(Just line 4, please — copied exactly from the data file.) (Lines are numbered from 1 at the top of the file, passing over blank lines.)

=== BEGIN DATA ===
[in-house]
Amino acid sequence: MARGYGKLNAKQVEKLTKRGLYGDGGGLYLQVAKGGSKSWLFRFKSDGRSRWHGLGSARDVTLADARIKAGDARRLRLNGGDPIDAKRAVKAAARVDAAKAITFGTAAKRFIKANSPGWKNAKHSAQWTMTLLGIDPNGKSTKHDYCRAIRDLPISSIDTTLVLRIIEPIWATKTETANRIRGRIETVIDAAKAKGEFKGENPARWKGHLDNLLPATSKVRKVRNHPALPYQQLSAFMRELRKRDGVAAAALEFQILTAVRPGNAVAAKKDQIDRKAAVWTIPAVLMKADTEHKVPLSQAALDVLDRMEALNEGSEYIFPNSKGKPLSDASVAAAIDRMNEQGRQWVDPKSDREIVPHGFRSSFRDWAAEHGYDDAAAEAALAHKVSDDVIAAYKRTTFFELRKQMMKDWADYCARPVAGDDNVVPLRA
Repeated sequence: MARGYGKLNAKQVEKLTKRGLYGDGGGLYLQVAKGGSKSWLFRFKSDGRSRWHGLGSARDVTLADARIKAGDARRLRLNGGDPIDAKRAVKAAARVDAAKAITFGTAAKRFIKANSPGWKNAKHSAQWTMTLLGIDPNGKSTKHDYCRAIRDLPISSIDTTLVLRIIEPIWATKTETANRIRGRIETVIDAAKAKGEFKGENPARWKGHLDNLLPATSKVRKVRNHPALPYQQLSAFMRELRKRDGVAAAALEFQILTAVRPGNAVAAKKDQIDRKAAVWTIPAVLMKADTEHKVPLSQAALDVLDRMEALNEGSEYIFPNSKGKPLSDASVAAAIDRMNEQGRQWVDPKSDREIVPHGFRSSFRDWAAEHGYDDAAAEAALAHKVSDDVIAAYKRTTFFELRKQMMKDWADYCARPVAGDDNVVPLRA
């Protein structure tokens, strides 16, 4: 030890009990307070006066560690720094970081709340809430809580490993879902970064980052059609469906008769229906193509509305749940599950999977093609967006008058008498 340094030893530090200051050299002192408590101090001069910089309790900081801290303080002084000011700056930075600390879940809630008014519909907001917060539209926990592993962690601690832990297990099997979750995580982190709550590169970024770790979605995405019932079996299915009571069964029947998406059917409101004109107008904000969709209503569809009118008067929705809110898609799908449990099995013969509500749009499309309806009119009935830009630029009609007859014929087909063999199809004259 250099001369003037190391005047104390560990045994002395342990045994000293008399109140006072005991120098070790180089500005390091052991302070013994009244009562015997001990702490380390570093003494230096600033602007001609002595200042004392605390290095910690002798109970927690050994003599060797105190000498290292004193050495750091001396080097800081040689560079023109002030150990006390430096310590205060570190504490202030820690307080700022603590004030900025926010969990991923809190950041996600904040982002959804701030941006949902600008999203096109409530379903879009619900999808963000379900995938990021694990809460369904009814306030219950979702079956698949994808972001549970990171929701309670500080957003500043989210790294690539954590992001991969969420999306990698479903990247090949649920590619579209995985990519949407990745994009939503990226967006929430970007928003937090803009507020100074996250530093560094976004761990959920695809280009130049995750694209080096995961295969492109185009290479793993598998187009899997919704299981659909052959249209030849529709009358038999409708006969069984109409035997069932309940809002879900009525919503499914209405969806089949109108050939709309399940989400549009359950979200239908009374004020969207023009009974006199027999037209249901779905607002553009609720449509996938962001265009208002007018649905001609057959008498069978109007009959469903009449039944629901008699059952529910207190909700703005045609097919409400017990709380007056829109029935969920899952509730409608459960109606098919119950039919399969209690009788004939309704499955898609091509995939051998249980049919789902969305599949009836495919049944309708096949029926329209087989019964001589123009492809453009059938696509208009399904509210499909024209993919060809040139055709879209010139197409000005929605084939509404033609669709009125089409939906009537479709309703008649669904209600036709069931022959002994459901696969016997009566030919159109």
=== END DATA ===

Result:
């Protein structure tokens, strides 16, 4: 030890009990307070006066560690720094970081709340809430809580490993879902970064980052059609469906008769229906193509509305749940599950999977093609967006008058008498 340094030893530090200051050299002192408590101090001069910089309790900081801290303080002084000011700056930075600390879940809630008014519909907001917060539209926990592993962690601690832990297990099997979750995580982190709550590169970024770790979605995405019932079996299915009571069964029947998406059917409101004109107008904000969709209503569809009118008067929705809110898609799908449990099995013969509500749009499309309806009119009935830009630029009609007859014929087909063999199809004259 250099001369003037190391005047104390560990045994002395342990045994000293008399109140006072005991120098070790180089500005390091052991302070013994009244009562015997001990702490380390570093003494230096600033602007001609002595200042004392605390290095910690002798109970927690050994003599060797105190000498290292004193050495750091001396080097800081040689560079023109002030150990006390430096310590205060570190504490202030820690307080700022603590004030900025926010969990991923809190950041996600904040982002959804701030941006949902600008999203096109409530379903879009619900999808963000379900995938990021694990809460369904009814306030219950979702079956698949994808972001549970990171929701309670500080957003500043989210790294690539954590992001991969969420999306990698479903990247090949649920590619579209995985990519949407990745994009939503990226967006929430970007928003937090803009507020100074996250530093560094976004761990959920695809280009130049995750694209080096995961295969492109185009290479793993598998187009899997919704299981659909052959249209030849529709009358038999409708006969069984109409035997069932309940809002879900009525919503499914209405969806089949109108050939709309399940989400549009359950979200239908009374004020969207023009009974006199027999037209249901779905607002553009609720449509996938962001265009208002007018649905001609057959008498069978109007009959469903009449039944629901008699059952529910207190909700703005045609097919409400017990709380007056829109029935969920899952509730409608459960109606098919119950039919399969209690009788004939309704499955898609091509995939051998249980049919789902969305599949009836495919049944309708096949029926329209087989019964001589123009492809453009059938696509208009399904509210499909024209993919060809040139055709879209010139197409000005929605084939509404033609669709009125089409939906009537479709309703008649669904209600036709069931022959002994459901696969016997009566030919159109």